Apr 11, 2010

Summer skating

It's always puzzled me that in the winter when it's freezing cold outside, everyone goes to the freezing cold ice rink, and in the summer, when it's steaming hot outside, everyone goes to the steaming hot beach.

Ice rinks are great in the summertime. Nice and cool, and often, empty. They often turn over the ice to the figure skaters all morning and the hockey players all afternoon (or vice versa), and you can basically spend all day in skates. Many rinks run skating camps, at both learn to skate and freestyle levels, or you skate on your own; take your coach's summer program if she or he has one, sign up for one of the many sleep-away skating camps, or just come once in a while for fun.

For skaters who want to compete, summer is pre-season, one of the most critical training periods. You want to make sure you're at the correct test level, start solidifying the new programs, make sure you have all the latest rules updates incorporated into your choreography, and strengthen your newest elements. Serious off ice endurance and strength training starts building up in the summer too.

Even for non-competitive skaters, you can use summer as your pre-season push. Maybe there are synchro or ice show auditions in the fall, or you're trying to make it up a level or two in class. This is the time to learn a new jump or spin, even if you're not planning to compete, just because there's so much ice available.

By May you're going to want to have had a conversation with your coach about your goals for the summer and the coming year, so you know how much ice to sign up for and what the training arc is going to be. Find out which competitions the coach is expecting you to do, what costumes you're going to need, and what the requirements are for your various goals. Here are some of the summer skating options:

Sleep-away camp
Like any sleep away camps, there are serious highly competitive ones for "career" skaters like Ice Castles (although anyone with the cash can go if I'm not mistaken) or USFS camps for the current Team Envelope members. But there are also many many quality camps for skaters from serious to recreational. Ask your coach, club rep, or local USFS or PSA area representative how to find a skating camp that matches your skater's goals and level.

Local skating camps
Many rinks have both interim skating seminars and summer-long camps, ranging from half to full day. These camps usually consist of on ice and off ice components and may include things you won't get during the school year season. At my own rink we offer ice dance, figures, moves, and choreography as part of the summer program, as well as off-ice components that include ballet and jazz dance, pilates, soccer, arts and crafts and field trips to do things like roller blading or swimming. These camps are extremely cost-effective; often you don't have to sign up for the entire time, or even for every day, but can create your own schedule according to your vacation schedule, finances, and other activities.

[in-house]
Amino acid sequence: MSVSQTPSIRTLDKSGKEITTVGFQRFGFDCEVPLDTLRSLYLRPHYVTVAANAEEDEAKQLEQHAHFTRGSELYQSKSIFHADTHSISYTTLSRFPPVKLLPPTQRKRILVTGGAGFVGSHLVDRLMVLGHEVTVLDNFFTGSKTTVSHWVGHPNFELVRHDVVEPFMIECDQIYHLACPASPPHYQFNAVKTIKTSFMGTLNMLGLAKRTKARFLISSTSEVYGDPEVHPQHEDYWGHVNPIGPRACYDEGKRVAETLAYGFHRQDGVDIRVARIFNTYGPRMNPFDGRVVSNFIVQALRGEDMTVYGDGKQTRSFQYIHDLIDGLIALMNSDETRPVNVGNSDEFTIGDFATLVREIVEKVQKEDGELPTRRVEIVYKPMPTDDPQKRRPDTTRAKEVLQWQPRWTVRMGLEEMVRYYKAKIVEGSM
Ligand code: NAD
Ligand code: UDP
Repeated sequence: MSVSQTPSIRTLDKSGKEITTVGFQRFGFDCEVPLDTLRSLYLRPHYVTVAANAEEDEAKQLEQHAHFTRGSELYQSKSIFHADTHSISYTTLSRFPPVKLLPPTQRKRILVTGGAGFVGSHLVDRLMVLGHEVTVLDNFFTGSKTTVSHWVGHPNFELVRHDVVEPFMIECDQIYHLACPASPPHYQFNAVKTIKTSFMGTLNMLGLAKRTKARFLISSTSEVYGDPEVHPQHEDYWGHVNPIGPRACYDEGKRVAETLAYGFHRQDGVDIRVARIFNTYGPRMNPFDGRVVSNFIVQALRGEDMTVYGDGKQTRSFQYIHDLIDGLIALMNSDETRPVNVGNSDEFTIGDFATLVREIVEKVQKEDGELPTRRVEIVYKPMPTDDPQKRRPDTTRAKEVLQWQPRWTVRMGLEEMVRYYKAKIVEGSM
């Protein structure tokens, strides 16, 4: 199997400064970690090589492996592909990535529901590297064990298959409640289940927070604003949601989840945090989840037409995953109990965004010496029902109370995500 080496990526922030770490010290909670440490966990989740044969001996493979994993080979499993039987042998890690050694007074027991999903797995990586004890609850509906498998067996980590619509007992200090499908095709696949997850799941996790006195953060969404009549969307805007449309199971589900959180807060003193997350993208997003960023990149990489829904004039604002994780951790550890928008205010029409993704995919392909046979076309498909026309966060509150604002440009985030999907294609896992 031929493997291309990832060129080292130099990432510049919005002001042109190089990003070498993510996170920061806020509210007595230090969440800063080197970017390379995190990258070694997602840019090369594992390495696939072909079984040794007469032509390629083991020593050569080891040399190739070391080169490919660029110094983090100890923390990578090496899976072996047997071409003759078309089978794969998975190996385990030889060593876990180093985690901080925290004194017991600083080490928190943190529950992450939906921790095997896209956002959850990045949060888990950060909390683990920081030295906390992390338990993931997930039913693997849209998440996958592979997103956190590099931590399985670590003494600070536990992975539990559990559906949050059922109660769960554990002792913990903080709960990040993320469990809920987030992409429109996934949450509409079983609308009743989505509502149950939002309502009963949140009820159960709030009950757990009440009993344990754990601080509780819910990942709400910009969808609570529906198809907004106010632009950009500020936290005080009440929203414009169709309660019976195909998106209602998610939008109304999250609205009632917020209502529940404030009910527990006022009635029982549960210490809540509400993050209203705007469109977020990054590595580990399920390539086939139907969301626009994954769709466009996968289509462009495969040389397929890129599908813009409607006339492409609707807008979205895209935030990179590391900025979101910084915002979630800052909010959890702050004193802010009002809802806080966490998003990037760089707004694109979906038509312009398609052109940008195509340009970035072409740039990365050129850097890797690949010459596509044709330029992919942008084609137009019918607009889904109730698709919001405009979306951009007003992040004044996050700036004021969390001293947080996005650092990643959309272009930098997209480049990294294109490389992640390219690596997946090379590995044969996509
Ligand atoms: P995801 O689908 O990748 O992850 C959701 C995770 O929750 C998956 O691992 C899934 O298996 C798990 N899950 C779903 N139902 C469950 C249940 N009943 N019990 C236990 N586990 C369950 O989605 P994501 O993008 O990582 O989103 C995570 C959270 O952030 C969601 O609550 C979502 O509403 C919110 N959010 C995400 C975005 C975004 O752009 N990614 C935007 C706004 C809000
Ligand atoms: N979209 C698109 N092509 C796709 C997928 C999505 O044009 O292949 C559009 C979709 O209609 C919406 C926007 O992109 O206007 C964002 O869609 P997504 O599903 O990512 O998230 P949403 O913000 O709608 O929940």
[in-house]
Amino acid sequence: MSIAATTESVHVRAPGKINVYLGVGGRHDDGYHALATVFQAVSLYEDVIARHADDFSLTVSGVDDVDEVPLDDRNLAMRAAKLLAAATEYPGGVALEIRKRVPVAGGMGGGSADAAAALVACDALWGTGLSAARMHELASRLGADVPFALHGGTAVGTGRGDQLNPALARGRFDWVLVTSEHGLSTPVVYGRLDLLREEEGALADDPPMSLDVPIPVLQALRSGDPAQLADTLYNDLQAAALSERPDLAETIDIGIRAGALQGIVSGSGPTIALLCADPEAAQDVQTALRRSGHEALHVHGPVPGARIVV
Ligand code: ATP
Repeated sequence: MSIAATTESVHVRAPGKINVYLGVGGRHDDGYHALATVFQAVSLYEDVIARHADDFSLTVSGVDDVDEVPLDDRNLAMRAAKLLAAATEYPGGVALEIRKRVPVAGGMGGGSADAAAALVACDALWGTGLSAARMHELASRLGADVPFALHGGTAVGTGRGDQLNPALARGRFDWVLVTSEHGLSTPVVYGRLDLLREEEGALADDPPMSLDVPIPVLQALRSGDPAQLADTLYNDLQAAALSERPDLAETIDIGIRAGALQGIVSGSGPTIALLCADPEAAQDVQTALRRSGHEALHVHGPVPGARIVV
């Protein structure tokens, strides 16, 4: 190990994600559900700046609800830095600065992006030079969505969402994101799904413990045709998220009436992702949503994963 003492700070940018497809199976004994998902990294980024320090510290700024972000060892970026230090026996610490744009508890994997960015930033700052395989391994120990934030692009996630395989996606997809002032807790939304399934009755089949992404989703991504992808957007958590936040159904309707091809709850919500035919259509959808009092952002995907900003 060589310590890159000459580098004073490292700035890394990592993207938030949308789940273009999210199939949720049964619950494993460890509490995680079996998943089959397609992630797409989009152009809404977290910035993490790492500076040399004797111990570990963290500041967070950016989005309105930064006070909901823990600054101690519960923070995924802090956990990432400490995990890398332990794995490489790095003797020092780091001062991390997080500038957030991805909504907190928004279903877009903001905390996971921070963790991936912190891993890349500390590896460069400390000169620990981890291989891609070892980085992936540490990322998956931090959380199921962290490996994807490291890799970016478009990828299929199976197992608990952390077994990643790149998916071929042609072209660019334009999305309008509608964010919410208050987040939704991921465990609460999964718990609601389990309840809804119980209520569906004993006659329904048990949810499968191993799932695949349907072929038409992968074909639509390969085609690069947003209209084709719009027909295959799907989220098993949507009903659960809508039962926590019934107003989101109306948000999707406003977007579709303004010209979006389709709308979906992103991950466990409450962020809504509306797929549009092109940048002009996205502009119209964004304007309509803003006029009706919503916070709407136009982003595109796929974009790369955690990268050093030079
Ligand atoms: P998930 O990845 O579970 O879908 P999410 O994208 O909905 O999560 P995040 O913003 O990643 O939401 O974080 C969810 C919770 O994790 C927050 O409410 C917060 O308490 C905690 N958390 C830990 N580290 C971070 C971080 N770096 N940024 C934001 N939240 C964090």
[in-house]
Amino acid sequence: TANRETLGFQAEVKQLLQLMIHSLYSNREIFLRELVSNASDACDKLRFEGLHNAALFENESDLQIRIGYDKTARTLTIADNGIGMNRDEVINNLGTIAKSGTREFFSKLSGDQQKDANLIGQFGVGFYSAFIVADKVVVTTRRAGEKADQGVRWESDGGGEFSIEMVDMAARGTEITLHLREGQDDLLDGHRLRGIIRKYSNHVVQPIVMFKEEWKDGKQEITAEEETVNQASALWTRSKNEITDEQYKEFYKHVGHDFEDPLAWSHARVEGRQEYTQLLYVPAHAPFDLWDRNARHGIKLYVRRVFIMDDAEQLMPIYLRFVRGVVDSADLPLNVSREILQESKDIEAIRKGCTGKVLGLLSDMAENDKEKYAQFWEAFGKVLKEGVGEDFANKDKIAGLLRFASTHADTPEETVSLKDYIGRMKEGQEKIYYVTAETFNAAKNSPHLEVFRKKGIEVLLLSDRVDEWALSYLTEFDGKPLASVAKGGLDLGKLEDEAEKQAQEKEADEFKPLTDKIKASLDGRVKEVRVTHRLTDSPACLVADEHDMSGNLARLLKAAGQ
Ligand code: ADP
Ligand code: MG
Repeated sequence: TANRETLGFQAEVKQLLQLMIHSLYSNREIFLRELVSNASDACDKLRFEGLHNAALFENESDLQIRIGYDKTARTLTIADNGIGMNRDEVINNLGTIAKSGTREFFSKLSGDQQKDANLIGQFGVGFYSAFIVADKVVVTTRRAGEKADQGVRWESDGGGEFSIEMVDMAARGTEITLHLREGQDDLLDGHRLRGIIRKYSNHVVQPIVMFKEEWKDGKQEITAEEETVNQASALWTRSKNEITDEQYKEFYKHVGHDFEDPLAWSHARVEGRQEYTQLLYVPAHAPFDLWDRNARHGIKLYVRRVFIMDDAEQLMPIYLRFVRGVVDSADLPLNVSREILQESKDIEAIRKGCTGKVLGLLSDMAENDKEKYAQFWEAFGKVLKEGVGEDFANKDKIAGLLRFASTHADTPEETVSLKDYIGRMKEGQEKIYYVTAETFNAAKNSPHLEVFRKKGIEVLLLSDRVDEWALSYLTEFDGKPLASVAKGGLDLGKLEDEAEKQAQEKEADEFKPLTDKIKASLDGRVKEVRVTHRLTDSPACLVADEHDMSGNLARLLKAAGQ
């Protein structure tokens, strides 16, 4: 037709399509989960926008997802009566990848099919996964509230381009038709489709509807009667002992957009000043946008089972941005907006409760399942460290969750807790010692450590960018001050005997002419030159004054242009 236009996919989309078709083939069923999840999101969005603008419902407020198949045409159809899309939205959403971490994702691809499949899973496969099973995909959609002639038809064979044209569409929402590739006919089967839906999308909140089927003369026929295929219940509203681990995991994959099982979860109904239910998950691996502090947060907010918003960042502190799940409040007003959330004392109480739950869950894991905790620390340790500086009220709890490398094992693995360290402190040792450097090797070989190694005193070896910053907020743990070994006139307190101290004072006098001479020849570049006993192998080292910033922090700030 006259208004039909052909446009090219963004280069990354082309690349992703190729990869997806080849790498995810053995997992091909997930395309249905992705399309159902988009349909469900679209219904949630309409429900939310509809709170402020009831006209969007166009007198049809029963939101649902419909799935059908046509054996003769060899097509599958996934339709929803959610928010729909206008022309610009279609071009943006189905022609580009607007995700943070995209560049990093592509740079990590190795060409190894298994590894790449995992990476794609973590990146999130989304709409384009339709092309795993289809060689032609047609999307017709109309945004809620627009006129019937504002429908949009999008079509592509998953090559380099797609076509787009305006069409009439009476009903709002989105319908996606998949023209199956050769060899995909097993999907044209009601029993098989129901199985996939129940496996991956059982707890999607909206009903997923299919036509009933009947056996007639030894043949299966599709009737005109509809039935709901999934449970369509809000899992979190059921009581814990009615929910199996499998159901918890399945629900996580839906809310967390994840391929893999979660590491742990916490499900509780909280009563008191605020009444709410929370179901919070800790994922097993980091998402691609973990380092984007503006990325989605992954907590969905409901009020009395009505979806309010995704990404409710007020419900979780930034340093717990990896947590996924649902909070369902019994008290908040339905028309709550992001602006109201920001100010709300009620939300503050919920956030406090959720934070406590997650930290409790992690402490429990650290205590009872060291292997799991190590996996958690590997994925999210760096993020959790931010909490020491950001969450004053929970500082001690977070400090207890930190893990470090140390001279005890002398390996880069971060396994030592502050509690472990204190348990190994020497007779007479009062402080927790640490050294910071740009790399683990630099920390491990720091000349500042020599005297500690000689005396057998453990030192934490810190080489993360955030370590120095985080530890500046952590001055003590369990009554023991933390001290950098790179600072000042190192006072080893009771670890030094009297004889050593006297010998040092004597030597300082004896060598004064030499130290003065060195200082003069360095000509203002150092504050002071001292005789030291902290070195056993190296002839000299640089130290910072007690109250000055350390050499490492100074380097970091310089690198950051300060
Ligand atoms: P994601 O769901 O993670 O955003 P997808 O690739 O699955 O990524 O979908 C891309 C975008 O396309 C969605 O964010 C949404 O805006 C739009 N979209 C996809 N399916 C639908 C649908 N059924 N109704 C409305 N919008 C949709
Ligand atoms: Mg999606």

Coach-led camps
Many coaches will set up their own summer programs, if their rink allows them to. You'll pay the coach a retainer-type fee based on the number of participants and hours, plus you'll pay the rink directly (in most cases) for ice time. Depending on how many skaters your coach gets involved, this can be the cheapest option, and easily incorporates your private lesson time into the ice schedule. Not all rinks allow coaches to do this; if your regular rink does not, you may need to follow the coach to a different rink for the summer. Many coaches will allow only their own students into these camps, even if you are not taking from someone else.

On your own
You can also set up your own training schedule without a supervising camp structure, but I would recommend this only for older and very self-directed kids. It is extremely difficult to maintain your own practice when you feel like the odd one out, where everyone else is in a program and you're just on your own. A couple/few times a week it will be just like school year skating, but if you want to try to skate every day, I would recommend finding a program to be part of, for the social aspect and the supervisory safety if nothing else.

Just for fun
Summer is also a great time to just take a break from structured lessons. At many rinks, practice ice is much emptier in the summer, and at every rink public sessions are very very sparse. Just come and skate for fun. Then go to the beach or the pool, where it's hot and sunny.

Me? I'll be waiting for you in the nice cool rink.

1 comment:

  1. Great post, Xan! My children skated at the Colorado Springs World Arena for a number of years, where summer was an exciting time. If skaters have the opportunity to attend an international training center, just watching high-level skaters from around the world train is inspiring. The extra programs offered during the summer are very motivating as well. And a lot of progress can be made in a short period of time with summer programs like those.